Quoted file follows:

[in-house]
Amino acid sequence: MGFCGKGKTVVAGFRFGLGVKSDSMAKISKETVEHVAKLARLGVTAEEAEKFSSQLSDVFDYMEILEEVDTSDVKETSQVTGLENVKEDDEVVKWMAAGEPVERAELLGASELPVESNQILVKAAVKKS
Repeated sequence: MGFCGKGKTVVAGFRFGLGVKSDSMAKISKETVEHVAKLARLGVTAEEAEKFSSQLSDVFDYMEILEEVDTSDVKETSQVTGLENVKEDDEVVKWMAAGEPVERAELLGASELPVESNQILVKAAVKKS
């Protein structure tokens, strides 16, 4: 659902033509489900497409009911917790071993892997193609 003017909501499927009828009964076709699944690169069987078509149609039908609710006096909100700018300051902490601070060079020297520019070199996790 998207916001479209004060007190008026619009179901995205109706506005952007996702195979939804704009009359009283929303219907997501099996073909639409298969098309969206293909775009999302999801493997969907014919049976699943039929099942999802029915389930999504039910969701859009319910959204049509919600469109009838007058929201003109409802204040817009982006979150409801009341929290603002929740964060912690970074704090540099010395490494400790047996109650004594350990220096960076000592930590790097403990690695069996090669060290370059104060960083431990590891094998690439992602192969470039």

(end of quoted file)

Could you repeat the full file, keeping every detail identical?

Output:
[in-house]
Amino acid sequence: MGFCGKGKTVVAGFRFGLGVKSDSMAKISKETVEHVAKLARLGVTAEEAEKFSSQLSDVFDYMEILEEVDTSDVKETSQVTGLENVKEDDEVVKWMAAGEPVERAELLGASELPVESNQILVKAAVKKS
Repeated sequence: MGFCGKGKTVVAGFRFGLGVKSDSMAKISKETVEHVAKLARLGVTAEEAEKFSSQLSDVFDYMEILEEVDTSDVKETSQVTGLENVKEDDEVVKWMAAGEPVERAELLGASELPVESNQILVKAAVKKS
């Protein structure tokens, strides 16, 4: 659902033509489900497409009911917790071993892997193609 003017909501499927009828009964076709699944690169069987078509149609039908609710006096909100700018300051902490601070060079020297520019070199996790 998207916001479209004060007190008026619009179901995205109706506005952007996702195979939804704009009359009283929303219907997501099996073909639409298969098309969206293909775009999302999801493997969907014919049976699943039929099942999802029915389930999504039910969701859009319910959204049509919600469109009838007058929201003109409802204040817009982006979150409801009341929290603002929740964060912690970074704090540099010395490494400790047996109650004594350990220096960076000592930590790097403990690695069996090669060290370059104060960083431990590891094998690439992602192969470039």